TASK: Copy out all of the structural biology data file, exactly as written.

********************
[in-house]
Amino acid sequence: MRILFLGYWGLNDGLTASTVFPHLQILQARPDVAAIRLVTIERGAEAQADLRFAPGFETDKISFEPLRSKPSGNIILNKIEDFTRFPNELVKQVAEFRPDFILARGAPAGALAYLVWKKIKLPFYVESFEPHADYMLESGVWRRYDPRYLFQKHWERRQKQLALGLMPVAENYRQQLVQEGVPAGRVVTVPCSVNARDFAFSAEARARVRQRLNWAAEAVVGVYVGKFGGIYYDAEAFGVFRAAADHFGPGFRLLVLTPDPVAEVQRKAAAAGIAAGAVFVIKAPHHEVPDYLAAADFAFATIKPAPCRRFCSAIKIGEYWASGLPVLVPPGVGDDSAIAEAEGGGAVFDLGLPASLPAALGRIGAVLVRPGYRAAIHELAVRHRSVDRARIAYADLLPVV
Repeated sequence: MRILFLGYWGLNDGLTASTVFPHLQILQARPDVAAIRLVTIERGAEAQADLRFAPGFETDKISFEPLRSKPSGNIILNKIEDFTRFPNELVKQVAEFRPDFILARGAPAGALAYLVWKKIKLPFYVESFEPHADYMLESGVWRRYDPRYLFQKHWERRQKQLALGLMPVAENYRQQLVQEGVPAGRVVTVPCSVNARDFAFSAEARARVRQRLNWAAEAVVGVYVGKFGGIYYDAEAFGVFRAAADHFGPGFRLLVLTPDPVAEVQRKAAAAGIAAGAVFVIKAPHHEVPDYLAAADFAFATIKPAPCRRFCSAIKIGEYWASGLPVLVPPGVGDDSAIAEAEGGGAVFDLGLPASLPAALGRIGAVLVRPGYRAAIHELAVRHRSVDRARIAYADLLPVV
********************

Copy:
[in-house]
Amino acid sequence: MRILFLGYWGLNDGLTASTVFPHLQILQARPDVAAIRLVTIERGAEAQADLRFAPGFETDKISFEPLRSKPSGNIILNKIEDFTRFPNELVKQVAEFRPDFILARGAPAGALAYLVWKKIKLPFYVESFEPHADYMLESGVWRRYDPRYLFQKHWERRQKQLALGLMPVAENYRQQLVQEGVPAGRVVTVPCSVNARDFAFSAEARARVRQRLNWAAEAVVGVYVGKFGGIYYDAEAFGVFRAAADHFGPGFRLLVLTPDPVAEVQRKAAAAGIAAGAVFVIKAPHHEVPDYLAAADFAFATIKPAPCRRFCSAIKIGEYWASGLPVLVPPGVGDDSAIAEAEGGGAVFDLGLPASLPAALGRIGAVLVRPGYRAAIHELAVRHRSVDRARIAYADLLPVV
Repeated sequence: MRILFLGYWGLNDGLTASTVFPHLQILQARPDVAAIRLVTIERGAEAQADLRFAPGFETDKISFEPLRSKPSGNIILNKIEDFTRFPNELVKQVAEFRPDFILARGAPAGALAYLVWKKIKLPFYVESFEPHADYMLESGVWRRYDPRYLFQKHWERRQKQLALGLMPVAENYRQQLVQEGVPAGRVVTVPCSVNARDFAFSAEARARVRQRLNWAAEAVVGVYVGKFGGIYYDAEAFGVFRAAADHFGPGFRLLVLTPDPVAEVQRKAAAAGIAAGAVFVIKAPHHEVPDYLAAADFAFATIKPAPCRRFCSAIKIGEYWASGLPVLVPPGVGDDSAIAEAEGGGAVFDLGLPASLPAALGRIGAVLVRPGYRAAIHELAVRHRSVDRARIAYADLLPVV